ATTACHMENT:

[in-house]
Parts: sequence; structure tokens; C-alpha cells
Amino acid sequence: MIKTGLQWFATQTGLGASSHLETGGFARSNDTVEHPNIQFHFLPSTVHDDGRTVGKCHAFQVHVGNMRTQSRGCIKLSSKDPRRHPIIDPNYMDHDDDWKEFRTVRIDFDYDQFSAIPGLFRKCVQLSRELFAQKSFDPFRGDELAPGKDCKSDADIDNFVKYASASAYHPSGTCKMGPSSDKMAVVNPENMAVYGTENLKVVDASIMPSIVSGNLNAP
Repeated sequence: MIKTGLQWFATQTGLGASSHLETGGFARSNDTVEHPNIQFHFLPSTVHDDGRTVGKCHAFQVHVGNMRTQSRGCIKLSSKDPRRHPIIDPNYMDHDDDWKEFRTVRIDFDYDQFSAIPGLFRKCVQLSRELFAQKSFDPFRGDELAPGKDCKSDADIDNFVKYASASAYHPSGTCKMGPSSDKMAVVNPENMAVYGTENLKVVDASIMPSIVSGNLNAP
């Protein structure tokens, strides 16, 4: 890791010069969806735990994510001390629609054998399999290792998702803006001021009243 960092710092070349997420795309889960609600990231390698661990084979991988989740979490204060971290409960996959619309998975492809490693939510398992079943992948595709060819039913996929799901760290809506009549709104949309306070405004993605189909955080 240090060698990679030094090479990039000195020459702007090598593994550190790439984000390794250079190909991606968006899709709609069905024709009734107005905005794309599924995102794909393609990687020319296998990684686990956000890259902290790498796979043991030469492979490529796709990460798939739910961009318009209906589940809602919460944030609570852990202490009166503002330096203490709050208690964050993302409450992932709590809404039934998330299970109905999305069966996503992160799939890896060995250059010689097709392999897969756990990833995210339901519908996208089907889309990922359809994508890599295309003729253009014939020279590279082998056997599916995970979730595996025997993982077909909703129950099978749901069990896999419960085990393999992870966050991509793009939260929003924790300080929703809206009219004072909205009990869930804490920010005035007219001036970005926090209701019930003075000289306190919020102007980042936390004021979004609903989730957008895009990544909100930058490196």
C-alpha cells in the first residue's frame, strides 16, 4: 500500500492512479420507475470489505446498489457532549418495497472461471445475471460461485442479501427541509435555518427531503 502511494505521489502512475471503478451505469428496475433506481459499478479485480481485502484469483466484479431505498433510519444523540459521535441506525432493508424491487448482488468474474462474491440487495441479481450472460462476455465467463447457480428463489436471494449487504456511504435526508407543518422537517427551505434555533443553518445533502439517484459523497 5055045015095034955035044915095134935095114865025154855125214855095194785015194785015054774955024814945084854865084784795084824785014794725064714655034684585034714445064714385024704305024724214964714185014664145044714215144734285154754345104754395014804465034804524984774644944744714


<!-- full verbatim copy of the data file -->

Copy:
[in-house]
Parts: sequence; structure tokens; C-alpha cells
Amino acid sequence: MIKTGLQWFATQTGLGASSHLETGGFARSNDTVEHPNIQFHFLPSTVHDDGRTVGKCHAFQVHVGNMRTQSRGCIKLSSKDPRRHPIIDPNYMDHDDDWKEFRTVRIDFDYDQFSAIPGLFRKCVQLSRELFAQKSFDPFRGDELAPGKDCKSDADIDNFVKYASASAYHPSGTCKMGPSSDKMAVVNPENMAVYGTENLKVVDASIMPSIVSGNLNAP
Repeated sequence: MIKTGLQWFATQTGLGASSHLETGGFARSNDTVEHPNIQFHFLPSTVHDDGRTVGKCHAFQVHVGNMRTQSRGCIKLSSKDPRRHPIIDPNYMDHDDDWKEFRTVRIDFDYDQFSAIPGLFRKCVQLSRELFAQKSFDPFRGDELAPGKDCKSDADIDNFVKYASASAYHPSGTCKMGPSSDKMAVVNPENMAVYGTENLKVVDASIMPSIVSGNLNAP
């Protein structure tokens, strides 16, 4: 890791010069969806735990994510001390629609054998399999290792998702803006001021009243 960092710092070349997420795309889960609600990231390698661990084979991988989740979490204060971290409960996959619309998975492809490693939510398992079943992948595709060819039913996929799901760290809506009549709104949309306070405004993605189909955080 240090060698990679030094090479990039000195020459702007090598593994550190790439984000390794250079190909991606968006899709709609069905024709009734107005905005794309599924995102794909393609990687020319296998990684686990956000890259902290790498796979043991030469492979490529796709990460798939739910961009318009209906589940809602919460944030609570852990202490009166503002330096203490709050208690964050993302409450992932709590809404039934998330299970109905999305069966996503992160799939890896060995250059010689097709392999897969756990990833995210339901519908996208089907889309990922359809994508890599295309003729253009014939020279590279082998056997599916995970979730595996025997993982077909909703129950099978749901069990896999419960085990393999992870966050991509793009939260929003924790300080929703809206009219004072909205009990869930804490920010005035007219001036970005926090209701019930003075000289306190919020102007980042936390004021979004609903989730957008895009990544909100930058490196």
C-alpha cells in the first residue's frame, strides 16, 4: 500500500492512479420507475470489505446498489457532549418495497472461471445475471460461485442479501427541509435555518427531503 502511494505521489502512475471503478451505469428496475433506481459499478479485480481485502484469483466484479431505498433510519444523540459521535441506525432493508424491487448482488468474474462474491440487495441479481450472460462476455465467463447457480428463489436471494449487504456511504435526508407543518422537517427551505434555533443553518445533502439517484459523497 5055045015095034955035044915095134935095114865025154855125214855095194785015194785015054774955024814945084854865084784795084824785014794725064714655034684585034714445064714385024704305024724214964714185014664145044714215144734285154754345104754395014804465034804524984774644944744714